'black-ish' Combines Diddy, Mary J. Blige, and Flashbacks For a Charming Finale To the Freshman Sitcom

It's mid-May, so I don't know why I'm surprised, but black-ish Season 1 is over, and as their finale, they roped in Diddy and Mary J. Blige as a pair of 1920's superstars. "Pops' Pops' Pops" Isn't really a thematic climax to the season, except in the sense that that it's about another time where affluent black families struggled with their identities. So in that case, I guess taking a trip back to Pops' version of the Harlem Renaissance was an interesting idea. And it's executed well — the budget clearly went towards not just the guest stars, but towards a great set and some charming (if not 100 percent period-accurate) costumes. Overall, it was a way for the show to indulge in a somewhat goofy storyline without being tethered to the real stakes of the show (I don't think even black-ish would have Dre inventing breakdancing for real).

I can't really remember most of the alternate character names, but dancin' Jack (Jolly?), flapper Zoe, and little Their Eyes Were Watching Diane were all charming as hell, while the Charleston Bow & Dre love story played on the affection between the characters, which I find often one of the best things about the characters' relationship. And Mary J. Blige and Diddy's performances... were meant to be fun, even if they didn't really reach much higher than that.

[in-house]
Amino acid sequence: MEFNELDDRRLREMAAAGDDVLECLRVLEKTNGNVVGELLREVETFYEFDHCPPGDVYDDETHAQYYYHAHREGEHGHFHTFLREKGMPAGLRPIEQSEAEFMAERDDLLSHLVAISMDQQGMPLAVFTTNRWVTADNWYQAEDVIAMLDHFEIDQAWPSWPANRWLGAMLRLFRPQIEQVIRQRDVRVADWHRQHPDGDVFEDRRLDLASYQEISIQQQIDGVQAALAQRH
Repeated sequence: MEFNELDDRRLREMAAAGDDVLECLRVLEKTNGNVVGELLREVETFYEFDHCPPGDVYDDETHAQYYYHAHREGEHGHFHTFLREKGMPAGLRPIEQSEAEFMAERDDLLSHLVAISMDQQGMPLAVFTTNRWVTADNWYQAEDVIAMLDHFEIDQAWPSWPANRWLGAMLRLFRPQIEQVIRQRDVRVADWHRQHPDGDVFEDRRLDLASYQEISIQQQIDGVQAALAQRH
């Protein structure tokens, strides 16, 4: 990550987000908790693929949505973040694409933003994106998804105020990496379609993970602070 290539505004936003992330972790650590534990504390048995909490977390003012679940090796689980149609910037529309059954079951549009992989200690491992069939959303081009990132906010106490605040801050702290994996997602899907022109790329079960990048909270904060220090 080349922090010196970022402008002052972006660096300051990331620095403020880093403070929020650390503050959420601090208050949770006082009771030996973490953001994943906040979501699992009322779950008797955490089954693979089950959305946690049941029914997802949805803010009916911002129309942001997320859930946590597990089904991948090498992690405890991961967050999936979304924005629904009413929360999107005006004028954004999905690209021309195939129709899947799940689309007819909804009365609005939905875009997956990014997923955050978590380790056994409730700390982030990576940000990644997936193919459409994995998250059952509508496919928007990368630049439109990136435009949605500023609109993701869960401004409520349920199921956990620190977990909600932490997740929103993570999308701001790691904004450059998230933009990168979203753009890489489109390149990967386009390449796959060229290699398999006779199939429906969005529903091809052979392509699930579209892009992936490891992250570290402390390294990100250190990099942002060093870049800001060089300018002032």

And at the risk of making everything too serious, framing this as a way for the Johnsons to look back on their family history was fabulous. Instead of making it a serious reflection on slavery, or cast them in a hard-scrabble Good Times riff, it instead brought it to a time where black people owned businesses, ran dance contests, and partied all night, with only small nods at the oppression that was obviously going on at the time. Instead, the show created a narrative that showed the Johnsons were the same pampered, spoiled clowns that they are in 2015 — Bow was frantic, Pops was wonderfully corrupt, Dre's big mouth and oversized romanticism got him trouble, and so on. It's wish fulfillment that at the same time isn't ignorant of just how wishful it is (not a lot of black families, or American families period, can look back 100 years to find captains of industry).

black-ish didn't always have the most inventive Season 1, but when it was working, it perfectly combined progressiveness with laughs, and since Season 2 was just confirmed, hopefully it will continue the trend.

Image: Michael Ansell/ABC (2)